A key component of integrated planning is understanding your workforce and planning for projected shortages and surpluses in specific occupations and skills sets. In essence, Human Resources supports managers and employees through the provision of strategic advice, policies and services to help them deliver on workplace and workforce outcomes."

The Dashboard data would better support integrated planning if it were synthesized and mined for interrelationships and interdependencies, an analysis performed, and the results reported periodically during the year for timely use in the strategic management of human resources.

It is recommended that Director, HR ensure that the Dashboard data be prepared more frequently and include analyses which could identify trends, problems, etc. to help managers in the strategic management of the human resources of the organization.

Responsibility: Director, HR

Action: The HR Dashboard which contains 65 performance indicators will continue to be published annually. An analysis will accompany the dashboard commencing with the next edition (Sept 2010).

Commencing in August 2010, the CFO will present a report to EMC three times annually which integrates key information from Human Resources, Finance, Procurement, Accommodations, IT and Corporate Planning. In addition, in September 2010 indicators for organizational health will be established and regular reporting at EMC will occur.

Timeline: September 2010

2. HR could be more proactive in promoting work-life balance by ensuring that employees are encouraged to take their vacations regularly and, therefore, are not required to be compensated for unused annual leave balances on an ongoing basis.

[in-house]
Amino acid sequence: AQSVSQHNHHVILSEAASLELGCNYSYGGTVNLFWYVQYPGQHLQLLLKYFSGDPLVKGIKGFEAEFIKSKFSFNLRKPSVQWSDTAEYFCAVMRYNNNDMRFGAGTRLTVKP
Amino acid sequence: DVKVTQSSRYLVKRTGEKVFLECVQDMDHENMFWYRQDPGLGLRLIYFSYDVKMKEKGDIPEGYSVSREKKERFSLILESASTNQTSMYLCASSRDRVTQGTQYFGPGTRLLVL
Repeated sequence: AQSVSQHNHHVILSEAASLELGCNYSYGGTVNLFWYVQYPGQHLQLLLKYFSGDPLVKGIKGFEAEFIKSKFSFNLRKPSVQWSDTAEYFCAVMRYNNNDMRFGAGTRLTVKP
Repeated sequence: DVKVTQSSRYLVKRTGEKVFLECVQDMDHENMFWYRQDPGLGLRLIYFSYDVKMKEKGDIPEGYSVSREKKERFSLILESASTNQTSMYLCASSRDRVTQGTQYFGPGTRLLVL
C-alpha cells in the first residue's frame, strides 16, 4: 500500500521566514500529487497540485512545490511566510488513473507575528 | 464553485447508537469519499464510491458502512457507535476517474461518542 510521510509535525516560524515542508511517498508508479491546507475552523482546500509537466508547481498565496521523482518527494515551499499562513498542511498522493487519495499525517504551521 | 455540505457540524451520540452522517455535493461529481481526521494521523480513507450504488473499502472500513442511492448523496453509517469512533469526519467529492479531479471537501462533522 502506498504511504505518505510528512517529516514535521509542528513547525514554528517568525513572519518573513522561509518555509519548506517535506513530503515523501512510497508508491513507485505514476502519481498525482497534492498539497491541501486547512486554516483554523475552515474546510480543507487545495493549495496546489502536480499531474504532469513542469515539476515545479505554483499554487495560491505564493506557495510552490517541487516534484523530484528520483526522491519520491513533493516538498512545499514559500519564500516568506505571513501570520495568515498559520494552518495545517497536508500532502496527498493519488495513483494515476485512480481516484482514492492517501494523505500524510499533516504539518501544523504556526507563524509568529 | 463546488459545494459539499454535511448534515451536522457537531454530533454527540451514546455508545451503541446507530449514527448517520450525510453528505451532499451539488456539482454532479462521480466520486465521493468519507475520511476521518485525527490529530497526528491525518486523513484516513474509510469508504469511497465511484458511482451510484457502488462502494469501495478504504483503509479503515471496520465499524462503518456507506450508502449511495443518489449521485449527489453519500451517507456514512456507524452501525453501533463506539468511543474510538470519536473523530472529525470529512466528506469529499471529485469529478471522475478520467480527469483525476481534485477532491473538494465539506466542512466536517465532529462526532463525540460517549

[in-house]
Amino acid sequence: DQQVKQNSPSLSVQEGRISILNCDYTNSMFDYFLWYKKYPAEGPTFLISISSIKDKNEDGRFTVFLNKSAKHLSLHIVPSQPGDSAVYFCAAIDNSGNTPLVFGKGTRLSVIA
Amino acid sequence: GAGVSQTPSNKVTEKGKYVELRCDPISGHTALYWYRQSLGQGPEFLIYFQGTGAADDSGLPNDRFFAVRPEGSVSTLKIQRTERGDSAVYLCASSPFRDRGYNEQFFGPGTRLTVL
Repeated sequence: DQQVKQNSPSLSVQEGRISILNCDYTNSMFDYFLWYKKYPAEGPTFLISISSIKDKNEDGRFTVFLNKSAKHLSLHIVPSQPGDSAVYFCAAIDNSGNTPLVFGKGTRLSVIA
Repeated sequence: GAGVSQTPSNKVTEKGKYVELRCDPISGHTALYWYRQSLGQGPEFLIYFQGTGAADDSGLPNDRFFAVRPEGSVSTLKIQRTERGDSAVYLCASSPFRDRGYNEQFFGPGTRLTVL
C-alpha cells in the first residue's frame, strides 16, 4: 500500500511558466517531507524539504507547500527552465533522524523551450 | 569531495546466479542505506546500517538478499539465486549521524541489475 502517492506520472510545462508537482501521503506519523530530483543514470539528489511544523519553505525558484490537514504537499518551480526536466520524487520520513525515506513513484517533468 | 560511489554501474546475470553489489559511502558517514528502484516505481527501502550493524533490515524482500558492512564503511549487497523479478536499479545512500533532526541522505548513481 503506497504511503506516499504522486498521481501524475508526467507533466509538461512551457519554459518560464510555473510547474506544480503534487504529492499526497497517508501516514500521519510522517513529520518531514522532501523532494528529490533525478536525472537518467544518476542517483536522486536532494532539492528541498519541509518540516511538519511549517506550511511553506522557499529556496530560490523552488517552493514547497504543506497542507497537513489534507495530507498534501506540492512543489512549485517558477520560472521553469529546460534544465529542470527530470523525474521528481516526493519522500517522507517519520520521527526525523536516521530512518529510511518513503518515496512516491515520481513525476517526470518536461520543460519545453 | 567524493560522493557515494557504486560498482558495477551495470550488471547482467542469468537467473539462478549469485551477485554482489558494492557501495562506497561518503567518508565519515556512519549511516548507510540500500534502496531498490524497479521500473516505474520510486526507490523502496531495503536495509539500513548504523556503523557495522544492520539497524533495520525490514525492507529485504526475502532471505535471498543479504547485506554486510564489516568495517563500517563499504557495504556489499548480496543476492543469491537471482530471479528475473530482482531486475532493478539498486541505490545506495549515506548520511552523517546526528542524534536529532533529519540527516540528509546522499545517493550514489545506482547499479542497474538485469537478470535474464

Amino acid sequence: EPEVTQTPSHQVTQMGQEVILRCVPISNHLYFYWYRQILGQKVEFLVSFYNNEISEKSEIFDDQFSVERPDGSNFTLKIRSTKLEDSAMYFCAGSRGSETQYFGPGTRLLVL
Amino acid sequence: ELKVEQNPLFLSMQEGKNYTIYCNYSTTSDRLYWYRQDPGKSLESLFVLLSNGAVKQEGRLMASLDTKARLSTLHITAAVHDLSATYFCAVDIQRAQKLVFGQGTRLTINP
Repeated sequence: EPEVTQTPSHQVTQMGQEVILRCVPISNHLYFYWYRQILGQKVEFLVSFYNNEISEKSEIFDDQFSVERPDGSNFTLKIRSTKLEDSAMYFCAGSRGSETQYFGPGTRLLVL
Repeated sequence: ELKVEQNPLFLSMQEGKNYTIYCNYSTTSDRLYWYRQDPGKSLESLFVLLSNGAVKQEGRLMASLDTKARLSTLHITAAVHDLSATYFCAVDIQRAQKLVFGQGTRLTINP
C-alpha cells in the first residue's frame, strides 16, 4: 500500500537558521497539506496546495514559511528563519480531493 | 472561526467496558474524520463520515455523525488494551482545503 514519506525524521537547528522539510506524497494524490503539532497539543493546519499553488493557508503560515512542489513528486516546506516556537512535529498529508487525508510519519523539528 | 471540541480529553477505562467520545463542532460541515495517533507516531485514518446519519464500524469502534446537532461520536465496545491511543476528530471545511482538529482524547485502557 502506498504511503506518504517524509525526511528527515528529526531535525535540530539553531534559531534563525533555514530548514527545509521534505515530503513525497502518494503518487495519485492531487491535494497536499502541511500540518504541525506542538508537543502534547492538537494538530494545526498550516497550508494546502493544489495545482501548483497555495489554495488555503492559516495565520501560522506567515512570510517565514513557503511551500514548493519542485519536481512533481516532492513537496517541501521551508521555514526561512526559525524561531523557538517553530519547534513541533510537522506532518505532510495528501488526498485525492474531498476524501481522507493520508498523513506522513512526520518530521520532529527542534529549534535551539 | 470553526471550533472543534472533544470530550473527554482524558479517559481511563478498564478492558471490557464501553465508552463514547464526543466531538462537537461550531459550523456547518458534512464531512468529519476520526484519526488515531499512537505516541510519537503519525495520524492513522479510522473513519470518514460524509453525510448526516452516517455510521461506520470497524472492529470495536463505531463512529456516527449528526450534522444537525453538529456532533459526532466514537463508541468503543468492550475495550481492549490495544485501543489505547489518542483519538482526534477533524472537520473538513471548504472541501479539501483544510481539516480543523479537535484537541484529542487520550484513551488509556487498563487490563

Per CIHR's Terms and Conditions of Employment an employee may carry forward up to 20 days (150 hours) of unused vacation leave credits each fiscal year. Any accumulated vacation leave in excess of these limits shall be reduced by:

  • Use, either at the employee's request or management direction; and /or,
  • Cash-out, which occurs automatically at the end of each fiscal year and is based on current salary at time of payment.

At the end of each January, HR sends an email to all employees stressing the importance of using their annual leave. Additionally, with the enhancement to HRIS this year it is now possible for managers to monitor the leave balances of all their employees at any time without having to contact HR as was done in the past.

As part of the audit a sample of these types of payments was reviewed to ensure they had been properly approved and accurately processed. No errors were identified. However, during the review the following were noted:

  • On average over the last three fiscal years, 13.5% of employees have exceeded the 20-day carry forward limit each year.
  • Of these employees, 31.5% received a payment for unused vacation leave in each of the three years, and 40.7% received a payment in at least two of the three years.

Although the financial impact of these payments is not material to the organization's financial statements at approximately $110K per year, there is an opportunity to improve the management of annual leave and promote work-life balance.

It is recommended that the Manager, Labour Relations and Compensation develop and implement a process that identifies employees who have received compensation for unused vacation leave in the past, and discuss with their individual managers how work-life balance can be better managed and the payments reduced.

Responsibility: Manager, Labour Relations and Compensation

Action: In the 2008 Public Service Employee Survey 83% of CIHR respondents indicated that they are satisfied with their current work arrangements/hours of work. There are no reported incidents of employee's that have been refused the opportunity to schedule vacation leave. Manager's are responsible for approving leave and now have on-line access to the leave balance for all employees. The HR Branch will remind managers to review vacation leave balances regularly and to encourage scheduling of vacation leave. The HR Branch will determine whether HRIS can generate a report of all leave accounts in excess of 150 hours and, if so, will provide this report to managers.

Frequency: Annually in November

Timeline: November 2010

3. Access requirements of the Public Works Regional Pay System (PWRPS) need to be fully implemented in order to ensure CIHR is compliant with the PWGSC Departmental Security Procedures.